Paddy Richardson, Chief Executive of Irish

Prison, Homelessness, Prison – why the rotating door and
what is being done about it?
Paddy Richardson, Chief Executive, IASIO
Jerry Williams, IASIO, Resettlement Support Worker, Castlerea & Loughan House Prisons
Focus Ireland Conference, Aviva Stadium, 25th September 2015
Connecting People to Effect Positive Change
The Linkage Service
Prison in-reach guidance and placement service , for all offender categories
Funded by the Probation Service and operational since 2000
No. of persons referred = *17,335, No. of people reintegrated = 7,180
(*= 41,181 re-referrals of same persons)
The Gate Service
Prison based guidance and placement service for all offender categories
Funded by the IPS and in operation since 2007
No. of persons referred = **4,491, No. of people reintegrated = 1,537
(**= 9379 re-referrals of same persons)
The Resettlement Service
Prison based resettlement support service for all offender categories
Funded by the IPS and in operation since 2011
No. of persons referred = ***1,276, No. of people resettled = 351;
(***= 2151 re-referrals of same persons)
Resettlement & Reintegration
Our primary objective is to add value to the work of the Probation Service and
the Prison Service. In doing so, we engage with community based agencies
and employers to try to ensure that rehabilitation and reintegration becomes
the responsibility of the whole community and not just Criminal Justice
agencies such as the Courts, Probation or Prison services.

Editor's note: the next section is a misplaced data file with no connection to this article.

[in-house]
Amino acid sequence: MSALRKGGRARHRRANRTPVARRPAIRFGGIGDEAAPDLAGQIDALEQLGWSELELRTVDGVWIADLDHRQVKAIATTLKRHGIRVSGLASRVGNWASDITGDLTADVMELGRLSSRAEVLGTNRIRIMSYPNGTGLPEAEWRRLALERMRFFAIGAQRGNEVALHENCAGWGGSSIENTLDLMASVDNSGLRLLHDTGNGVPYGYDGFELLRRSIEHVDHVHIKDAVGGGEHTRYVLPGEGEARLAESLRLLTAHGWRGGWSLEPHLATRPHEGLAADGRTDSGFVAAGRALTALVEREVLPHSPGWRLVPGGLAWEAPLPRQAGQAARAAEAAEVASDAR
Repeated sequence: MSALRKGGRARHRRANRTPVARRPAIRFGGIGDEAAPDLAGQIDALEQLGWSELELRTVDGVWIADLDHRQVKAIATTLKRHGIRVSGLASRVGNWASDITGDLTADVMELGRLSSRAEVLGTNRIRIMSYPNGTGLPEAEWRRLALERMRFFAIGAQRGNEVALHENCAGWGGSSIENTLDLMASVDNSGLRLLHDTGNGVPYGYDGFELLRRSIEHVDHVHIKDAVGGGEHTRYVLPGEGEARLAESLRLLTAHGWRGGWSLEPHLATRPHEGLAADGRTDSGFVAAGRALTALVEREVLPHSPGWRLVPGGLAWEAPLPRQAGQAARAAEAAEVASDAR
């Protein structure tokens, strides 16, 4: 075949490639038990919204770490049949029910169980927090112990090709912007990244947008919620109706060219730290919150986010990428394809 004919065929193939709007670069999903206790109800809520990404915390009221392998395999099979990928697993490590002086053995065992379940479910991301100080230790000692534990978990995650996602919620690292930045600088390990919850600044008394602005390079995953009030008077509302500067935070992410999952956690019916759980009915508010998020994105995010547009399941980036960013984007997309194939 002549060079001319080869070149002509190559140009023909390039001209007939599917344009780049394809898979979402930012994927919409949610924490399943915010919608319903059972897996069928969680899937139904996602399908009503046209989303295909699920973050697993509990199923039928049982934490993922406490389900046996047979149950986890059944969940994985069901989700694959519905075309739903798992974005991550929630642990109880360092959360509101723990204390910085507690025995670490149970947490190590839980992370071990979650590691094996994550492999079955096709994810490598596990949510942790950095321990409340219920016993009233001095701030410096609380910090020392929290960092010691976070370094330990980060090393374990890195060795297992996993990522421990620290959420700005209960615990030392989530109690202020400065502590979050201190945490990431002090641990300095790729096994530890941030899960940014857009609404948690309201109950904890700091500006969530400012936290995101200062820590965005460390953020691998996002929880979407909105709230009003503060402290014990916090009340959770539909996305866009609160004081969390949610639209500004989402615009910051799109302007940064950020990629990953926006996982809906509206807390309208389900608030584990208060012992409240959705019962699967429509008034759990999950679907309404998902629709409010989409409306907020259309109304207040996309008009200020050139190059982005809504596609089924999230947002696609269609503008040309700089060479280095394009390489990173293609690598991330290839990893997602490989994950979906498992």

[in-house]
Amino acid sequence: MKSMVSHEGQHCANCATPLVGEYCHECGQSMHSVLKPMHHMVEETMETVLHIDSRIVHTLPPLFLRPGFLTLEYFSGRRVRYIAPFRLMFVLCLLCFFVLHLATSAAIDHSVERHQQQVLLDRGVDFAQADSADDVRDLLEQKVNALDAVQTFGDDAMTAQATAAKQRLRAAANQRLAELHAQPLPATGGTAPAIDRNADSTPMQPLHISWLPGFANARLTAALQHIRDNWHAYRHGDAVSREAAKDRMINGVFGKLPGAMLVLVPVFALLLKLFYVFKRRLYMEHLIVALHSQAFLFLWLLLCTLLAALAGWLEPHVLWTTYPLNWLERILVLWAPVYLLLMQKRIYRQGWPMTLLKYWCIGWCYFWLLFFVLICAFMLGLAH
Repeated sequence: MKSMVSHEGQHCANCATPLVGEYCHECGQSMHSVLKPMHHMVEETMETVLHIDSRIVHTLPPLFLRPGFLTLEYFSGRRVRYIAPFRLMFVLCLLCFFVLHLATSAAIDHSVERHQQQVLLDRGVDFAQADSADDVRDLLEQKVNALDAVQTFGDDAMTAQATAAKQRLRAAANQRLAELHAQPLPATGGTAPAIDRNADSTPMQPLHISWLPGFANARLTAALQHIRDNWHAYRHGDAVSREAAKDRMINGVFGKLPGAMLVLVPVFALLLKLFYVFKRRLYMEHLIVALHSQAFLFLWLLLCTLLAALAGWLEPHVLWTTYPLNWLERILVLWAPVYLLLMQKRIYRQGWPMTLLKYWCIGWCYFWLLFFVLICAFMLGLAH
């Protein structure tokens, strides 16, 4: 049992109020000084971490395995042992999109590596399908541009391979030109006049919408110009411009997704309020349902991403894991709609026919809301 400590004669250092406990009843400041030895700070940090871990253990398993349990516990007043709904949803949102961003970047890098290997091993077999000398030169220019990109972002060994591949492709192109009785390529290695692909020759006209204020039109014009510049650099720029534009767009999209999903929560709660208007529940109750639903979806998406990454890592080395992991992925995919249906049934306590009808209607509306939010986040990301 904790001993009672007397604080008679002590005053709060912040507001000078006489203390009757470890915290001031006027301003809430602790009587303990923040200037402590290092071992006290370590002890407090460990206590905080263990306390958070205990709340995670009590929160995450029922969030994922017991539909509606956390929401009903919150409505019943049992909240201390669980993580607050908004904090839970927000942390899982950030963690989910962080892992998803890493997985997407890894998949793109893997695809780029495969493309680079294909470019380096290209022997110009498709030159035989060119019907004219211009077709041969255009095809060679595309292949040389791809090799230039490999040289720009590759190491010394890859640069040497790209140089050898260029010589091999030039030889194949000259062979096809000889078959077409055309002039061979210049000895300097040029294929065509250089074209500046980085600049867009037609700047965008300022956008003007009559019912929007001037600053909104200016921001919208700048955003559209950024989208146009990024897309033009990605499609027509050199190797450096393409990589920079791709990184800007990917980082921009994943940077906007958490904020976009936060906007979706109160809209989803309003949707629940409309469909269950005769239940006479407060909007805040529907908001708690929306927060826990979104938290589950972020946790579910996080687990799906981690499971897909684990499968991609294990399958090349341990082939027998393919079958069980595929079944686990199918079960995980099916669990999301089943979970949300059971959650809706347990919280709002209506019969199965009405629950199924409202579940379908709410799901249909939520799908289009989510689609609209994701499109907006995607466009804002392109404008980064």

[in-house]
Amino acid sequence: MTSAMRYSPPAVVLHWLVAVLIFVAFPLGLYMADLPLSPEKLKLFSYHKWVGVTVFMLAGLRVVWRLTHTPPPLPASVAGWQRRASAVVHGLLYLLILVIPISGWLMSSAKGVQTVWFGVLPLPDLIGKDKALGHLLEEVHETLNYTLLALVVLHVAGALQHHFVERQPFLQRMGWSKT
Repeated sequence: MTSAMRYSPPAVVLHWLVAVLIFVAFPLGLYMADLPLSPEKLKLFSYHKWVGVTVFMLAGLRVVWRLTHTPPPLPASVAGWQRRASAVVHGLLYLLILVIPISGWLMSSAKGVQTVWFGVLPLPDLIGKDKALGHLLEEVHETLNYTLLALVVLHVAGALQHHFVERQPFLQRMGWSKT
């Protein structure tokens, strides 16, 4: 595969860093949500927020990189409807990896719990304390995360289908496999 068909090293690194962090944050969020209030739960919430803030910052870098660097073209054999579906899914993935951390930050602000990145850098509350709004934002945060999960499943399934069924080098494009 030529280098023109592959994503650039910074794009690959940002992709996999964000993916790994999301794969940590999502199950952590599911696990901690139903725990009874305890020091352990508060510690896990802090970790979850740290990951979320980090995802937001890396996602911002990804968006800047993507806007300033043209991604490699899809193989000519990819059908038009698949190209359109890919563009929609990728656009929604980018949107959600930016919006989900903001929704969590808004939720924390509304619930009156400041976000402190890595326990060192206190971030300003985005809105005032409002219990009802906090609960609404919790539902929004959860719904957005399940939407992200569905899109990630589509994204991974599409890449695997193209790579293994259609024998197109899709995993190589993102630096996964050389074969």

The Bridge to the Community
Training, Education,
Employment; address
Linkage Service
Gate Service
Resettlement Service
Training Education and
promoting effective
resettlement and
addressing barriers
Housing, welfare,
addictions, family,
effecting structured
resettlement and
addressing barriers
Ideal Reintegration?
* Early re-integration
preparation with client
and within a multi-d
* Trusting relationships
with key personnel
* Clear definition of
risks – to others, to
one’s self, of re-offense
for similar crime or
different one
* Clear assessment of
relevant risk
* Motivated and
engaged client
* Realistic resettlement
& re-integration plans
centred on prisoner,
including family,
* Sharing of plans
between prison and
community agencies
* Practical arrangement
made before release
*release date set
* Clear Plan
* Through-care
resettlement support
from prison to
* Supported access
to essential services
*On-going client